Nouakchott has received requests from France and the International Criminal Court (ICC) to extradite Libya's ex-spy chief Abdullah Senussi, a security source said Sunday.
"For the time being two requests have been received by Mauritania. One from France arrived on Saturday and the second from the ICC on Sunday," the source told AFP.
"We haven't heard from Libya yet, but we are awaiting a visit from a delegation of the National Transition Council," which is currently in power in Libya, on an as yet unknown date, he added.
Libya is determined to try the feared former right-hand man of fallen leader Muammar Gaddafi who is wanted by the ICC in The Hague for crimes committed while trying to crush last year's uprising.
"Our courts are very good, even excellent, especially in Tripoli and we are able to carry out his trial according to international standards," Justice Minister Ali Hmeida Ashur told AFP on Sunday.
Senussi was arrested late Friday night at the Nouakchott airport upon his arrival from Casablanca in Morocco on a regular flight, carrying a fake Malian passport.
On Saturday Libyan government spokesman Nasser Al-Manaa said that the prosecutor general had sent an extradition request to Mauritania through Interpol asking for Senussi to be handed back to Tripoli.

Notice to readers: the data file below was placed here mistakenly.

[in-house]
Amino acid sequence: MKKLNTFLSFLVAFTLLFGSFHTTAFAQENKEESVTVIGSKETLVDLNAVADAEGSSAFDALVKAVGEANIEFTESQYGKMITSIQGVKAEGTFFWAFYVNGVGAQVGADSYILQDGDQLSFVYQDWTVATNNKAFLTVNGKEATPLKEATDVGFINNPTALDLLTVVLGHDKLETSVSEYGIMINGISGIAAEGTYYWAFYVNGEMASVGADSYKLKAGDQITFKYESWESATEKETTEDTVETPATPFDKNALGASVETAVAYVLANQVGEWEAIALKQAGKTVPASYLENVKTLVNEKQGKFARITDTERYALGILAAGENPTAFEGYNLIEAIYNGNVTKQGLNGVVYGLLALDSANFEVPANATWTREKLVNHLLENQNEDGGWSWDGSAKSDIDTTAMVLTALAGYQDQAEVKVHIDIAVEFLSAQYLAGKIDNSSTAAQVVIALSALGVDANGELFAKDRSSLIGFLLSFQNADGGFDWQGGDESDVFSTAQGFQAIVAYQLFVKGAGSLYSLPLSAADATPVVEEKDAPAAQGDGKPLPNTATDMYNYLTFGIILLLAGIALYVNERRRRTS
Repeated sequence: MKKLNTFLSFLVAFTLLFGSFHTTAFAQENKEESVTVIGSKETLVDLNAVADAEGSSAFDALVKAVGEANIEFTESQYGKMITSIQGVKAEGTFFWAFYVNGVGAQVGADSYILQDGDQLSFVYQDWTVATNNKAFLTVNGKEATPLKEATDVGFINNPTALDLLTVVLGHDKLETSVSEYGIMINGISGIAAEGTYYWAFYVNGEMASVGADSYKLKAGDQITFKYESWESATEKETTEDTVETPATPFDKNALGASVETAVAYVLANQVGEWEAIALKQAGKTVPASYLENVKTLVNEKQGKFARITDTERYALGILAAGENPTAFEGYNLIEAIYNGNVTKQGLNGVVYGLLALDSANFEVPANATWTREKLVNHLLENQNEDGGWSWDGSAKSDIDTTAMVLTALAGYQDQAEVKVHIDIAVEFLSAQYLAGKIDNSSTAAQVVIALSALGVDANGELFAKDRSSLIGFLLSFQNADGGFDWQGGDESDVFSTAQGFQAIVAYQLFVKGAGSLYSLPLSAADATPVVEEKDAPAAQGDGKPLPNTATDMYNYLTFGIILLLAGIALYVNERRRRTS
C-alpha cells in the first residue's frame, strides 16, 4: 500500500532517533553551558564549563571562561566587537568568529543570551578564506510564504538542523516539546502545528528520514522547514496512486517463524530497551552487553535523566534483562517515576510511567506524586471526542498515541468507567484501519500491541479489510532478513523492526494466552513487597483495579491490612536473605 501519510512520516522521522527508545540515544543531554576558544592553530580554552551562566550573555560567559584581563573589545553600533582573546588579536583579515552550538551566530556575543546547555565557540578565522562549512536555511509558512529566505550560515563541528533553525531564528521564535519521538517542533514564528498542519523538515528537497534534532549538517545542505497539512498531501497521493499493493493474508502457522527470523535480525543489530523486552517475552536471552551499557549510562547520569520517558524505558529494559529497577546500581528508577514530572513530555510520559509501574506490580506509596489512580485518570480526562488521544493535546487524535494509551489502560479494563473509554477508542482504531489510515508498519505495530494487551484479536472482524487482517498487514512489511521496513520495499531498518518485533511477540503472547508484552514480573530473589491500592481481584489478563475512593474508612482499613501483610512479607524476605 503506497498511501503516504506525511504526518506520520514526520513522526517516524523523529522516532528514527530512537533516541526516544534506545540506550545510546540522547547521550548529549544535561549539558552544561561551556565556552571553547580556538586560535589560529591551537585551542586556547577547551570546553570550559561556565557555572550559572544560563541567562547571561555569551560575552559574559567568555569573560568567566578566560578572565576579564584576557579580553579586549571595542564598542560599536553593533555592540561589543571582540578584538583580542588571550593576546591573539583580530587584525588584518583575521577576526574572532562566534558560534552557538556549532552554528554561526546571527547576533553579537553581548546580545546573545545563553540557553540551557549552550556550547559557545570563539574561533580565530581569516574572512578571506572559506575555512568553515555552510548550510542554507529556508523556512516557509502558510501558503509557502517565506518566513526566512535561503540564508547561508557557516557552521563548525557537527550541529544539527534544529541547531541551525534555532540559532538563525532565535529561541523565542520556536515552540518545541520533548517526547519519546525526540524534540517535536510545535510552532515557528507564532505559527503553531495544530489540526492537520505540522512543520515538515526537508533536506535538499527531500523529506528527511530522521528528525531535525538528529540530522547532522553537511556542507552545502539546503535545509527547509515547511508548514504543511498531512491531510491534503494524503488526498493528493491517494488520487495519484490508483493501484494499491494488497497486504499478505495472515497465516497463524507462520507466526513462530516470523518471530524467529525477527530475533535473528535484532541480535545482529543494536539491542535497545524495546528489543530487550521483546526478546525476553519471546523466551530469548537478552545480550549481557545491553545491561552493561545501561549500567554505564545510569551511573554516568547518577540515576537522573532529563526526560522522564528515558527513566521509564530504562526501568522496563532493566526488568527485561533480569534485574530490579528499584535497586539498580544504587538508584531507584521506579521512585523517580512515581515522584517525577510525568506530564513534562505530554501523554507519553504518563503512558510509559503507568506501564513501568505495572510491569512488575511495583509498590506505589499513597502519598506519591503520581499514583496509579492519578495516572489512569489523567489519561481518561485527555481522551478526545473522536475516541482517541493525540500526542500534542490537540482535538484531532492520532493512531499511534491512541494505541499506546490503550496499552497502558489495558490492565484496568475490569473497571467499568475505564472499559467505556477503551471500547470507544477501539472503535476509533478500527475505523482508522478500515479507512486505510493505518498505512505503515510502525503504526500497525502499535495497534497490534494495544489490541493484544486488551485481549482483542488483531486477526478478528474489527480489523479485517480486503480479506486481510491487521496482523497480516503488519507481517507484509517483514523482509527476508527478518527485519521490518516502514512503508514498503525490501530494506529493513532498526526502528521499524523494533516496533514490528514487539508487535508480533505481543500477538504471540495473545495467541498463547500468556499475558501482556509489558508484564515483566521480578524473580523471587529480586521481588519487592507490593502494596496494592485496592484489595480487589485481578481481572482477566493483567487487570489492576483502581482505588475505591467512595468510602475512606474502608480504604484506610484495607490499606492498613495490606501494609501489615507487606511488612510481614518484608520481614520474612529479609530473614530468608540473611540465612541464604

No bilateral agreements for extradition exists between Libya and Mauritania, however a diplomatic source said the country may rely on a judicial assistance agreement linking countries of the Arab League.
Senussi faced an international arrest warrant after a Paris court sentenced him in absentia to life for involvement in the downing of a French airliner in 1989 that killed 170 people.
The UTA airliner on a flight from Brazzaville to Paris via N'Djamena was brought down by a bomb on 19 September 1989 in Niger.
Senussi could also be held accountable in Libya for the Abu Salim prison massacre of 1996 when more than 1,000 detainees were gunned down.
Amnesty international on Saturday said that Senussi, who was arrested in Mauritania, should be tried by the ICC in the absence of a functioning judiciary in Libya.